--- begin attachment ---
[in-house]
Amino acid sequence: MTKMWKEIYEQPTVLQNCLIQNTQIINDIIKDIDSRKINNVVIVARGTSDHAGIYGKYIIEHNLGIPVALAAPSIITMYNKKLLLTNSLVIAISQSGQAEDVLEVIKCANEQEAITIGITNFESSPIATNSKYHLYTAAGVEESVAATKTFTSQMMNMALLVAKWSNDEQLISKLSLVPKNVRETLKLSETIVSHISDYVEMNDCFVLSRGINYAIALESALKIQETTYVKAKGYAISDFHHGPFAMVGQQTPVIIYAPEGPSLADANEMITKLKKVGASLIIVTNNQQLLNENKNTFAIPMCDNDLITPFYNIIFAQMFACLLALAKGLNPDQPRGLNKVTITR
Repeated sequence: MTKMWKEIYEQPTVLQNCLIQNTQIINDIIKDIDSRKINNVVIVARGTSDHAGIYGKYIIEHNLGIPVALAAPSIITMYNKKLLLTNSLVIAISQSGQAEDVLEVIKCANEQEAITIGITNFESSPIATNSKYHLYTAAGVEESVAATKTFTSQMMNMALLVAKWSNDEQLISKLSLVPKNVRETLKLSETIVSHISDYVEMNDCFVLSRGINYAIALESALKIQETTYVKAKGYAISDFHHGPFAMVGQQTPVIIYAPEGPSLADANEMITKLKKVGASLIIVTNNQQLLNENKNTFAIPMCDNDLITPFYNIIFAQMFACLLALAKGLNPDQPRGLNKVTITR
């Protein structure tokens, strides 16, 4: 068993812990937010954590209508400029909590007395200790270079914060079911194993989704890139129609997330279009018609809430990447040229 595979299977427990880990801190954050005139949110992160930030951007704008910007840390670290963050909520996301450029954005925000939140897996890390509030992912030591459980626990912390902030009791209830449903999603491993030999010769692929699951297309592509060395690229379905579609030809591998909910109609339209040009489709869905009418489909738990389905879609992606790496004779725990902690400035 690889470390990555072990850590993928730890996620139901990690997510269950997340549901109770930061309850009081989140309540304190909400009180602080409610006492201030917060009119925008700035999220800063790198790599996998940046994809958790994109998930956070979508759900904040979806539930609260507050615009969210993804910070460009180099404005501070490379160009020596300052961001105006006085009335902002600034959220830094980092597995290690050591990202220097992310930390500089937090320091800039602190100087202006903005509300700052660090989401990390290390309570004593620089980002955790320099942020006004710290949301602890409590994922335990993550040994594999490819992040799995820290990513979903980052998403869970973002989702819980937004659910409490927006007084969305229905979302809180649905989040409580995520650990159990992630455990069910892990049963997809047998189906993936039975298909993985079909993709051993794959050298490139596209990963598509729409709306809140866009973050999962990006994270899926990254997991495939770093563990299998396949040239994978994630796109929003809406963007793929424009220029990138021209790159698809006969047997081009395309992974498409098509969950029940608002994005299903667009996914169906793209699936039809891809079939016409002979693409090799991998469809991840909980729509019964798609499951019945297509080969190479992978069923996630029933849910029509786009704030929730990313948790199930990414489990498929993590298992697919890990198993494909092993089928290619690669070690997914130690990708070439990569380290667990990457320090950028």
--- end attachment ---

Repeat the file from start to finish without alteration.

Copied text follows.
[in-house]
Amino acid sequence: MTKMWKEIYEQPTVLQNCLIQNTQIINDIIKDIDSRKINNVVIVARGTSDHAGIYGKYIIEHNLGIPVALAAPSIITMYNKKLLLTNSLVIAISQSGQAEDVLEVIKCANEQEAITIGITNFESSPIATNSKYHLYTAAGVEESVAATKTFTSQMMNMALLVAKWSNDEQLISKLSLVPKNVRETLKLSETIVSHISDYVEMNDCFVLSRGINYAIALESALKIQETTYVKAKGYAISDFHHGPFAMVGQQTPVIIYAPEGPSLADANEMITKLKKVGASLIIVTNNQQLLNENKNTFAIPMCDNDLITPFYNIIFAQMFACLLALAKGLNPDQPRGLNKVTITR
Repeated sequence: MTKMWKEIYEQPTVLQNCLIQNTQIINDIIKDIDSRKINNVVIVARGTSDHAGIYGKYIIEHNLGIPVALAAPSIITMYNKKLLLTNSLVIAISQSGQAEDVLEVIKCANEQEAITIGITNFESSPIATNSKYHLYTAAGVEESVAATKTFTSQMMNMALLVAKWSNDEQLISKLSLVPKNVRETLKLSETIVSHISDYVEMNDCFVLSRGINYAIALESALKIQETTYVKAKGYAISDFHHGPFAMVGQQTPVIIYAPEGPSLADANEMITKLKKVGASLIIVTNNQQLLNENKNTFAIPMCDNDLITPFYNIIFAQMFACLLALAKGLNPDQPRGLNKVTITR
């Protein structure tokens, strides 16, 4: 068993812990937010954590209508400029909590007395200790270079914060079911194993989704890139129609997330279009018609809430990447040229 595979299977427990880990801190954050005139949110992160930030951007704008910007840390670290963050909520996301450029954005925000939140897996890390509030992912030591459980626990912390902030009791209830449903999603491993030999010769692929699951297309592509060395690229379905579609030809591998909910109609339209040009489709869905009418489909738990389905879609992606790496004779725990902690400035 690889470390990555072990850590993928730890996620139901990690997510269950997340549901109770930061309850009081989140309540304190909400009180602080409610006492201030917060009119925008700035999220800063790198790599996998940046994809958790994109998930956070979508759900904040979806539930609260507050615009969210993804910070460009180099404005501070490379160009020596300052961001105006006085009335902002600034959220830094980092597995290690050591990202220097992310930390500089937090320091800039602190100087202006903005509300700052660090989401990390290390309570004593620089980002955790320099942020006004710290949301602890409590994922335990993550040994594999490819992040799995820290990513979903980052998403869970973002989702819980937004659910409490927006007084969305229905979302809180649905989040409580995520650990159990992630455990069910892990049963997809047998189906993936039975298909993985079909993709051993794959050298490139596209990963598509729409709306809140866009973050999962990006994270899926990254997991495939770093563990299998396949040239994978994630796109929003809406963007793929424009220029990138021209790159698809006969047997081009395309992974498409098509969950029940608002994005299903667009996914169906793209699936039809891809079939016409002979693409090799991998469809991840909980729509019964798609499951019945297509080969190479992978069923996630029933849910029509786009704030929730990313948790199930990414489990498929993590298992697919890990198993494909092993089928290619690669070690997914130690990708070439990569380290667990990457320090950028």